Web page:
For the past six years, the United States has done far too little on the issue of global warming. There are two reasons for this. The first is that a significant number of lawmakers have not been persuaded that the threat is real because they have cited too many uncertainties that need to be resolved before we can do anything substantive. The second is that the concern over economic impacts to the country would be too great and could lead to sacrificing the competitive edge of the United States, displacing jobs and manufacturing.

Earlier this month, the latest scientific report from the United Nations – a report by the Intergovernmental Panel on Climate Change – laid to rest the debate over the first problem, that there are too many scientific uncertainties to link anthropogenic emissions and global warming.

The IPCC affirmed with over 90% certainty that most of the warming that our climate system has experienced in the last 50 years is due to human caused greenhouse gas emissions and that extreme weather events, heat waves, and heavy precipitation will become more frequent.

The second concern over the impacts to our economy has been difficult to overcome as well. The debate over what we can and cannot afford has persisted in every discussion on global warming we have had here in the Senate and elsewhere in the United States. But now, with the release of this report by Sir Nicholas Stern – the Stern Review on the Economics of Climate Change – we are beginning to understand that the costs that we cannot afford are the costs of inaction.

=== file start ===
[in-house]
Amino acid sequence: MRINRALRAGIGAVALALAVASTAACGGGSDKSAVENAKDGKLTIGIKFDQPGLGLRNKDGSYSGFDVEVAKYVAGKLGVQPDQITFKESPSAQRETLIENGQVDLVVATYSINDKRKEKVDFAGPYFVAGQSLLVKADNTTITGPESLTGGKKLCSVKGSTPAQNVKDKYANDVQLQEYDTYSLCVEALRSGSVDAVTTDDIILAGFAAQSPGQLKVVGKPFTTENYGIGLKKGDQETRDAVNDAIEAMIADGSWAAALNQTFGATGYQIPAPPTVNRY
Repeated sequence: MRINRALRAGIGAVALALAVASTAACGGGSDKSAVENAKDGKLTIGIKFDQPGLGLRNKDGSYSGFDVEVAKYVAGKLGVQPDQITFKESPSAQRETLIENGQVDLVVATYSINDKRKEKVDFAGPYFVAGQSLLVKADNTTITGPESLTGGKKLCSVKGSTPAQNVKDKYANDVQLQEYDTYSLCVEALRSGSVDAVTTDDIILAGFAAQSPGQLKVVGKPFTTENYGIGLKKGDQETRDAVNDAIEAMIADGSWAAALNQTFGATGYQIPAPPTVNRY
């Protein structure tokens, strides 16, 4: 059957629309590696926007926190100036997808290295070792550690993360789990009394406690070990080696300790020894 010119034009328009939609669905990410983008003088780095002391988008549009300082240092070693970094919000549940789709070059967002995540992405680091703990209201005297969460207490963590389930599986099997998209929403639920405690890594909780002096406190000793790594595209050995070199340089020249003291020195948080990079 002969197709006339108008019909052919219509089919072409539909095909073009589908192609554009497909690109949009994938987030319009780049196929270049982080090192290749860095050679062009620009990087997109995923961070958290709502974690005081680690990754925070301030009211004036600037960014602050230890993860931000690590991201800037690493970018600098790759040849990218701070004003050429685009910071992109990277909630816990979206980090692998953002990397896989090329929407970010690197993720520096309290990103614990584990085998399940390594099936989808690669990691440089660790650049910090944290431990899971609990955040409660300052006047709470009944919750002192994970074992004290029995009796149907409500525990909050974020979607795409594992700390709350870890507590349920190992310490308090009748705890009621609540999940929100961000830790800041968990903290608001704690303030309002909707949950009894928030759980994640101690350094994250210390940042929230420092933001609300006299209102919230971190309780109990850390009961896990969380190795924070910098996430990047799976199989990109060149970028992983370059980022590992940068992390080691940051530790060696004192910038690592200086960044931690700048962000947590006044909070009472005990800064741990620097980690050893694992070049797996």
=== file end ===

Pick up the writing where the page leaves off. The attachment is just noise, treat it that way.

Since the release of the Stern Review and the November elections in the United States, the ground on this issue has shifted substantially and I believe there is an opportunity to pass significant legislation on global warming this year. The challenge now will be to get a majority of Congress to agree on any number of specific proposals. There are a number of proposals that have been introduced and circulated already this year. With all of these bills and strategies for reducing greenhouse gases on the table, it is vital that we work together to craft sensible policy that can be enacted sooner rather than later. The science tells us that action is needed immediately and that the longer we delay the more difficult the problem will be.